Appeal from the Circuit Court of Cook County Honorable Michael Brennan Getty, judge Presiding.
The opinion of the court was delivered by: Justice Gallagher
IN THE APPELLATE COURT OF ILLINOIS FIRST JUDICIAL DISTRICT
This appeal involves an insurance coverage dispute between plaintiff, New Hampshire Insurance Company (New Hampshire), and defendant, Hanover Insurance Company (Hanover), regarding the priority of coverage as between two insurance policies. Hanover appeals from the trial court's decision that the umbrella policy issued by New Hampshire was an excess policy over and above the primary commercial general liability policy issued by Hanover, thereby entitling New Hampshire to reimbursement of $450,000 paid to settle the underlying case, plus prejudgment interest. We affirm. The relevant facts follow.
Thaddeus Smolucha, plaintiff in the underlying case, was injured on July 6, 1992, while working on a construction project at a General Motors plant in Chicago, Illinois. At the time, plaintiff's employer was S.G. Krause, a subcontractor of FCL/Stava. FCL/Stava was one of the defendants in the underlying case.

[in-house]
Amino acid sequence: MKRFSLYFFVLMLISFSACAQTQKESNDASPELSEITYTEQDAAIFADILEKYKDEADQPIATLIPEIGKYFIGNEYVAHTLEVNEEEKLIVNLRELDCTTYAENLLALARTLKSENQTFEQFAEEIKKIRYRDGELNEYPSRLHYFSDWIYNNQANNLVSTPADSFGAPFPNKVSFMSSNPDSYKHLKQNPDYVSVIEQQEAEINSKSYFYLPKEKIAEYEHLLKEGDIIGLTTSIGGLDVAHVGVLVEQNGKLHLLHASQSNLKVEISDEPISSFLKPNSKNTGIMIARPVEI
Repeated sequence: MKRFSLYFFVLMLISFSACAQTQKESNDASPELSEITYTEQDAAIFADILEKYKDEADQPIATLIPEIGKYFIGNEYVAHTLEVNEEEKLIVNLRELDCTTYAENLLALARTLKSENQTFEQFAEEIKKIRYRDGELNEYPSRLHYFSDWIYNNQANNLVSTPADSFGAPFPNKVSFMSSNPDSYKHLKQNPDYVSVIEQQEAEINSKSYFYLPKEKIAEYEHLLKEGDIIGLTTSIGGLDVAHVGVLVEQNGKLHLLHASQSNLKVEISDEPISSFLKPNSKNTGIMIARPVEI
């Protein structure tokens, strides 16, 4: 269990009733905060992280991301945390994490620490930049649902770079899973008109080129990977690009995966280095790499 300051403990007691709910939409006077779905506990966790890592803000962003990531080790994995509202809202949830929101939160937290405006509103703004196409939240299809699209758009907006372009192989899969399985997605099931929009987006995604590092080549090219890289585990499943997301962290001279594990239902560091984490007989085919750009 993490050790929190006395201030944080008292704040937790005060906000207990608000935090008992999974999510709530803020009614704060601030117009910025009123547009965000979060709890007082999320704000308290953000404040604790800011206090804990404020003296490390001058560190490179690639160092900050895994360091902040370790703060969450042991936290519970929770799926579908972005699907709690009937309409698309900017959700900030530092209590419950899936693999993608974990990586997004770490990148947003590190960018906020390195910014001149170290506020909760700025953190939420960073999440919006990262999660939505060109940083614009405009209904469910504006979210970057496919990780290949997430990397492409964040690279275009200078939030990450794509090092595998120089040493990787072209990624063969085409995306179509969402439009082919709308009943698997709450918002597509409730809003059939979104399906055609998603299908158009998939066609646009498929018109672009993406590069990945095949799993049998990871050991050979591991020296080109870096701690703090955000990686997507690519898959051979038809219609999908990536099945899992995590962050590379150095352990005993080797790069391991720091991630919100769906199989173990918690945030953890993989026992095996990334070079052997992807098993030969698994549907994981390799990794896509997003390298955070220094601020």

Pursuant to the contract between S.G. Krause and FCL/Stava, S.G. Krause had procured insurance from Granite State Insurance Company which named FCL/Stava as an additional insured. FCL/Stava also had its own commercial general liability policy from Hanover. S.G Krause also procured a commercial liability excess umbrella policy from New Hampshire which named FCL/Stava as an additional insured, although this umbrella policy was not required by the contract between S.G. Krause and FCL/Stava. All three policies were in effect on July 6, 1992, the date of Smolucha's injury in the underlying case.
A settlement was reached in the underlying case and Smolucha received a lump sum of $1,450,000 in exchange for a release against all defendants. Granite State contributed its $1 million limit of insurance to the settlement under the policy it had issued to S.G. Krause. There is no dispute that this policy was the primary policy which was required to pay the first $1 million. What is in dispute, and the first issue we address in this appeal, is which company's policy was responsible for the remaining $450,000 of the settlement. New Hampshire paid the $450,000, while reserving its rights to pursue Hanover for contribution and/or indemnity. New Hampshire and Hanover agreed to litigate the following issue: